Optimizations for strings are for libraries, not compilers. If you want string-like identifiers, enums are one possibility. But a better one, particularly for printing and debugging, is a fixed-length identifier string class.
It would be convertible to
const char * and
std::string, but it would have zero memory allocations. Instead, it would just be a wrapper around a 32-character (or whatever you want) array.
The best part is that, since it's an identifier, you don't care about ASCII character-by-character comparisons.
operator< can just read the 32-character array as 8
uint32_ts, or even as 4
uint64_ts. All you need is an ordering, not a specific ordering.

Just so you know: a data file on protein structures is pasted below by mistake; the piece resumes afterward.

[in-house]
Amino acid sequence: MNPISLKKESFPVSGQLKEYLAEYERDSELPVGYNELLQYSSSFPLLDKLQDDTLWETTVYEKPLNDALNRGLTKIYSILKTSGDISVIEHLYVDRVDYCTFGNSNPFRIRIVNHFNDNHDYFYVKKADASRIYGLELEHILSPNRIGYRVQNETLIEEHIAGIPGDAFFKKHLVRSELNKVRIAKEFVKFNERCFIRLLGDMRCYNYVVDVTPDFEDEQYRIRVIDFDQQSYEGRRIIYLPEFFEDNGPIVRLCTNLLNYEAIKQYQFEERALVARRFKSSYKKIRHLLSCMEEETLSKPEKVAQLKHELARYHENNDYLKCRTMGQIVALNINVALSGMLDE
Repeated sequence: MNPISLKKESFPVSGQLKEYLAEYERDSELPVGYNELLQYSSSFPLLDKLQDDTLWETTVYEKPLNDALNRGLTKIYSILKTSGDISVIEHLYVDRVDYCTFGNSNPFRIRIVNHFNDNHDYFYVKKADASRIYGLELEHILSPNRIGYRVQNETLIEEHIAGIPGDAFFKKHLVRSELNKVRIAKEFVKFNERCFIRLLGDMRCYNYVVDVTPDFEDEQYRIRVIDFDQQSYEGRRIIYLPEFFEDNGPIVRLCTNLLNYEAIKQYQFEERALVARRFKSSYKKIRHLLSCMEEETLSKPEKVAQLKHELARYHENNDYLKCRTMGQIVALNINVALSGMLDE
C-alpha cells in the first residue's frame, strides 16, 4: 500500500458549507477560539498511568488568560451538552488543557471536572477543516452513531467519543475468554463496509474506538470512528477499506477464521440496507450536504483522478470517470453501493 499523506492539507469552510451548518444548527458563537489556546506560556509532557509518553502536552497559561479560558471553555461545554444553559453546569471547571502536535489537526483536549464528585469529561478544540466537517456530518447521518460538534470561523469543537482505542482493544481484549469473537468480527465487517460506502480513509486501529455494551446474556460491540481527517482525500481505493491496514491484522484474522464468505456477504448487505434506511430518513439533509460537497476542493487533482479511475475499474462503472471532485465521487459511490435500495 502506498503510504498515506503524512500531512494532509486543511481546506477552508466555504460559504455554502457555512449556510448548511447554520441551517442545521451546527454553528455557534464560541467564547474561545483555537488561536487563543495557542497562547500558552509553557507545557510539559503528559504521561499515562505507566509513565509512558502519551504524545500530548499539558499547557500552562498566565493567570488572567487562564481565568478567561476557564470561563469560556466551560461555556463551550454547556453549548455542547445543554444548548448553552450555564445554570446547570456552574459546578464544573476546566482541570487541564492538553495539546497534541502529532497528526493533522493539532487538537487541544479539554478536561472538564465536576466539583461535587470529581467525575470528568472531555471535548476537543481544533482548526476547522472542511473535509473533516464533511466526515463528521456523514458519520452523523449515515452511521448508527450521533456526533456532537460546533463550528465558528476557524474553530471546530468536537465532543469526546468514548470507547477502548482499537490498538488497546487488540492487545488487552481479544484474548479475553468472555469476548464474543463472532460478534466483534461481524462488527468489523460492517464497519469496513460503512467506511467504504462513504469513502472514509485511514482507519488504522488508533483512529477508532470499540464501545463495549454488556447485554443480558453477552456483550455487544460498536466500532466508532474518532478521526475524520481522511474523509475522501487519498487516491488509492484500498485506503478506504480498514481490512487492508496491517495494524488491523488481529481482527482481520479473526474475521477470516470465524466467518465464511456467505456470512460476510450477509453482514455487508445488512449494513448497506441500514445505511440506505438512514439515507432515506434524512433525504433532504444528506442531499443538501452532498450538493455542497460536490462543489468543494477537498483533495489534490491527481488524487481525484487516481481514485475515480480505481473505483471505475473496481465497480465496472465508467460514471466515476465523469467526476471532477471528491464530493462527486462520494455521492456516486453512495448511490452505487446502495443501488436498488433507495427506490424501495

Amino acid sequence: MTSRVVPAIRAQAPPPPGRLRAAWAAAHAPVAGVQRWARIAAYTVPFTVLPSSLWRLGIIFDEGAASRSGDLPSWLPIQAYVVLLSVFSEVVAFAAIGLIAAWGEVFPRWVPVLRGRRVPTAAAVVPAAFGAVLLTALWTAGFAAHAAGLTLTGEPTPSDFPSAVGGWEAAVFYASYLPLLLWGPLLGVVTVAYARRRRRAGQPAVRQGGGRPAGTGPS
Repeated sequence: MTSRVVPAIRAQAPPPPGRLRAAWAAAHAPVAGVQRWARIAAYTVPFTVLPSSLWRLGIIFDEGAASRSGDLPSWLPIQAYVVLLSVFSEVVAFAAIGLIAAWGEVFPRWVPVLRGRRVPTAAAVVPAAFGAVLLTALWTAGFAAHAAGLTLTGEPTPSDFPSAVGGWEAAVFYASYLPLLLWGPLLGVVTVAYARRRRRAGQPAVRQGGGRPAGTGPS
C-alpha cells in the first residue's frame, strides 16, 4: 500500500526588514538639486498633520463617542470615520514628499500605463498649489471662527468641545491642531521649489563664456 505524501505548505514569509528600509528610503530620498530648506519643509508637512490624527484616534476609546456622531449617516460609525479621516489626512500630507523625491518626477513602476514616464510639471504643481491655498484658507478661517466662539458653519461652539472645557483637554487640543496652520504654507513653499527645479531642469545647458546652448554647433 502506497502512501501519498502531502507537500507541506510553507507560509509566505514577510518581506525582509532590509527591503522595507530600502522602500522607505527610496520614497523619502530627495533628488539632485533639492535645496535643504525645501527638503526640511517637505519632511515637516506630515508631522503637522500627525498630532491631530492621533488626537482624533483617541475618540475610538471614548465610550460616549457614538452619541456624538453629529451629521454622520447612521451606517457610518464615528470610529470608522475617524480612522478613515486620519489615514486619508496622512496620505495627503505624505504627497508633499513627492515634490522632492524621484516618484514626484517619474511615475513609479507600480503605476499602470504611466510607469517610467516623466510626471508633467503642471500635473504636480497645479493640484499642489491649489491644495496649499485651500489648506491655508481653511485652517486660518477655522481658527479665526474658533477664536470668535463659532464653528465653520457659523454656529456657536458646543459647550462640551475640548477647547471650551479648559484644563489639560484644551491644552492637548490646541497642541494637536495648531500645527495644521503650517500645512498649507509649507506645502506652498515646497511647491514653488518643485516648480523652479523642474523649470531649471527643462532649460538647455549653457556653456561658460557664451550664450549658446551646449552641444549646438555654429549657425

operator== can do similar tests.
It's a pretty simple class to write. If you want case-insensitive comparisons, you could just convert the string to lowercase when you copy it into the object.
If you need strings longer than 31 bytes (one for the
\0 terminator), then I would suggest truncating the string down to size. But truncate from the middle of the given string, not the end. The beginnings and end of identifiers tend to be more unique than the middle. You could even put some special characters in a truncated string to identify that it is a truncated version.
It is also possible to take this idea and put a hash in the string. So the first 4 bytes would be a hash of the original string, not of the truncation. Comparison tests would just use the hash, and the other 28 bytes are there to make it human-readable.